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How Mercedes has unlocked a “night and day” difference from its F1 car

While Mercedes is still not back at the front of Formula 1, the Japanese Grand Prix has up until now been its most encouraging weekend for a long time.

Lewis Hamilton, Mercedes F1 W15

Photo by: Zak Mauger / Motorsport Images

For beyond the headline lap times that have hinted at signs of progress in unlocking pace from its W15, the mood of its drivers is far more upbeat than at any point this season.

Indeed, Lewis Hamilton declared that there had been a “night and day” difference in how comfortable he felt in the car – something that has not been common throughout the troubled campaigns Mercedes has endured in the latest ground effect era.

As the seven-time world champion said after qualifying: “Particularly on a track like this, where you need a nice balance, this is the nicest I’ve felt over the last three years.”

What is most intriguing about the Mercedes progress is that it has not come from any specific parts changes made to the car.

The submission sheet that teams have to lodge with the FIA ahead of every weekend for any new components showed that Mercedes had brought no updates to Suzuka.

But the progress has instead come from the team being willing to experiment and adopt a totally different approach when it comes to setting up its car.

Photo by: Mark Sutton / Motorsport Images

As Mercedes boss Toto Wolff told Sky Germany after qualifying: “We tried something completely new. That brought us much closer to the top. In fact, exactly half as close as last year [and] much closer to McLaren. That's the positive thing.”

As part of the deep analysis that the team has conducted amid its early season struggles, there has been a focus on tyre temperatures – and that perhaps some of its pace has been hampered by a mismatch in how hot the fronts and rears have got.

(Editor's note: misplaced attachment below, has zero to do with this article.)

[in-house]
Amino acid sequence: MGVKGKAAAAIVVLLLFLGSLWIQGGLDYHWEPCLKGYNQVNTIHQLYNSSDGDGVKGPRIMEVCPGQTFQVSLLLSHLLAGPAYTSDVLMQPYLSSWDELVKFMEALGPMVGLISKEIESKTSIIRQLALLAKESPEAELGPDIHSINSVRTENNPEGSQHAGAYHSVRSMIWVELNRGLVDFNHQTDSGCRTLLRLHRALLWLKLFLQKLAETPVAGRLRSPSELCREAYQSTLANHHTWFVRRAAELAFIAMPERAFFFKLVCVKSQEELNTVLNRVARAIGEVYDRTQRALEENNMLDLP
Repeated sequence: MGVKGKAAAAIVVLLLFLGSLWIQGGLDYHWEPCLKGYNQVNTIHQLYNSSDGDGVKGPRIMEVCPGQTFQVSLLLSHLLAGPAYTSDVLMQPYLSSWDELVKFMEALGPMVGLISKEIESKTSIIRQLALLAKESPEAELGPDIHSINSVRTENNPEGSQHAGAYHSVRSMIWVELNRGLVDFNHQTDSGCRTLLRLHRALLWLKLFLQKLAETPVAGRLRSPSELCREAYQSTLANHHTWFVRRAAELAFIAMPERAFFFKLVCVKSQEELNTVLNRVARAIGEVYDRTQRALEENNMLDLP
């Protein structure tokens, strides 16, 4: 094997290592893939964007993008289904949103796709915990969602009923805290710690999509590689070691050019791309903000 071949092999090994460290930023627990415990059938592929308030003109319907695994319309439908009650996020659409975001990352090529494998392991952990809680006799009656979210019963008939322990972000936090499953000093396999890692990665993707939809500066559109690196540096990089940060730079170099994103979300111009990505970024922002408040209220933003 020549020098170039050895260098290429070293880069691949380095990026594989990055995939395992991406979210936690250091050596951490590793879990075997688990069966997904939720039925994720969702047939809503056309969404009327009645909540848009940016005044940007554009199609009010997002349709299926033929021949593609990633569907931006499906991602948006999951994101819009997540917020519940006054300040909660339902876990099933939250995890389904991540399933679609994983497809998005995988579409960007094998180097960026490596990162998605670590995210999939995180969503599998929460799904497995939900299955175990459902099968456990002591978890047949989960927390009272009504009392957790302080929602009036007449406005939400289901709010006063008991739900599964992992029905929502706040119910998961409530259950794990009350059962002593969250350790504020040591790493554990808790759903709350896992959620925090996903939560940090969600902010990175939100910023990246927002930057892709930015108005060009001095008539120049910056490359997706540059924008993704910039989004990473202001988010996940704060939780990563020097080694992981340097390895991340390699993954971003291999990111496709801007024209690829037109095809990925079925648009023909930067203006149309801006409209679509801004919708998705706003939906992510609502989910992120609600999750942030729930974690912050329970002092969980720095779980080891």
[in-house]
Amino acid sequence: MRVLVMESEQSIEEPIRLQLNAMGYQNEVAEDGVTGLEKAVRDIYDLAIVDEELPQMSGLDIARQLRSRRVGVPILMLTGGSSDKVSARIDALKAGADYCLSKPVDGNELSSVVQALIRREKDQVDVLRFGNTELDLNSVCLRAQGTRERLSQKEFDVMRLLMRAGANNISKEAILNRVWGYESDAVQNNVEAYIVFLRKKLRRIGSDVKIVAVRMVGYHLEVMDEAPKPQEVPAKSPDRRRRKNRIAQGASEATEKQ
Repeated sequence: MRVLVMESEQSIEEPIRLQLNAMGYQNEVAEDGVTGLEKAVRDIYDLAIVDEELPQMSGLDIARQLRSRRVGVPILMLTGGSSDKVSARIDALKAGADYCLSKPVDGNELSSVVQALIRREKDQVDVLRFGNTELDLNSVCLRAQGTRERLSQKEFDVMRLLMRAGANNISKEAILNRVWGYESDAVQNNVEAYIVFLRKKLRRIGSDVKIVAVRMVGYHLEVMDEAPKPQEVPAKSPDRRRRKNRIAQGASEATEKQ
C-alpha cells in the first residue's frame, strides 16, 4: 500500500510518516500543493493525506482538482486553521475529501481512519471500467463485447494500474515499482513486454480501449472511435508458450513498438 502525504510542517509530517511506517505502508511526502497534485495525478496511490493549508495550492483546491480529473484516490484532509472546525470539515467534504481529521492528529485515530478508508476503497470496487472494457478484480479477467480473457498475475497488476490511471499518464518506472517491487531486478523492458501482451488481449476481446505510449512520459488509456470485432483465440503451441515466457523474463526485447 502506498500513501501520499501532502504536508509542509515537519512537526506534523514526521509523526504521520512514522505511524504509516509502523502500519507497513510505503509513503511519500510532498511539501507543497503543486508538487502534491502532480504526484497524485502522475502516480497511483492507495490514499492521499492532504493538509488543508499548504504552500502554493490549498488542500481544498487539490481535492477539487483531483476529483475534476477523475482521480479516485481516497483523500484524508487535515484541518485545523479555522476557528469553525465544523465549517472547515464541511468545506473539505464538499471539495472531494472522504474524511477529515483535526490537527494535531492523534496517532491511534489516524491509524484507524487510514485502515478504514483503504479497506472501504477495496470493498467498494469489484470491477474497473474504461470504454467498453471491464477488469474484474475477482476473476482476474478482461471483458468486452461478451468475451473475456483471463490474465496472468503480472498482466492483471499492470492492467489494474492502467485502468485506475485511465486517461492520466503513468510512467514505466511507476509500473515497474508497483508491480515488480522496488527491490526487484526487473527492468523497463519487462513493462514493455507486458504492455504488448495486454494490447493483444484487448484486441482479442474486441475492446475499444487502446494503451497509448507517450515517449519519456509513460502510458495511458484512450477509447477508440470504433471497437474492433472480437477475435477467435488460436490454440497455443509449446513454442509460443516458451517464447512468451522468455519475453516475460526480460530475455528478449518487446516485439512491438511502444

This could have contributed to the phenomenon that Mercedes technical director James Allison referenced recently of the car falling out of the window when track temperatures ramped up.

“If we were trying to draw that pattern together then probably the strongest correlation that we can make at the moment, is that our competitiveness drops when the track is warm, when the day is at its warmest and therefore the tyre temperatures rise with those of the track,” he said.

"That gives us some clues about what we need to do as we move forward from here. From FP3 to qualifying in Melbourne there was not a set-up change."

It is understood that for Japan, Mercedes has embarked on a different set-up approach for the car – one that stops over-working the rear axle so much.

Photo by: Mark Sutton / Motorsport Images

The aim is clearly aimed at bringing down the rear tyre temperatures so they are more in line with the fronts, and duly helping deliver a car that is much better balanced front to back.

George Russell said that the experiments undertaken in Japan had been pretty extreme, but he felt encouraged that finally, the team was beginning to understand the factors at play - especially when it comes to addressing the biggest weakness it has in high-speed corners.

“We're definitely doing more drastic test items at the moment to try and get on top of this high-speed performance,” he said.

“The car is correlating well in the low speed and the medium speed. But we're a long way off in the high speed compared to what we're seeing back at base. So we need to get on top of that.

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“When you get to qualifying and the fuel comes out, the speeds are only going higher, higher and higher and that sort of runs away from us slightly. Whereas in the race, you're probably going around the corners 30km/h slower in a high speed, which brings it back into more of a medium-speed corner rather than a high-speed corner. So we need to understand that. And it's good it's been exposed this early in the season.”

Mercedes is under no illusion about having found a magic bullet to transform its campaign just yet, especially with his drivers seventh and ninth on the Japanese GP grid. But the direction of travel at least looks good.

As Wolff reflected after Saturday’s qualifying: “You can always do the maths: One tenth and you're on the second row of the grid. Is that good enough or not? I don't know.

“An unpleasant overall result, but I can see something positive in the performance.”

Additional reporting by Adam Cooper and Christian Nimmervol

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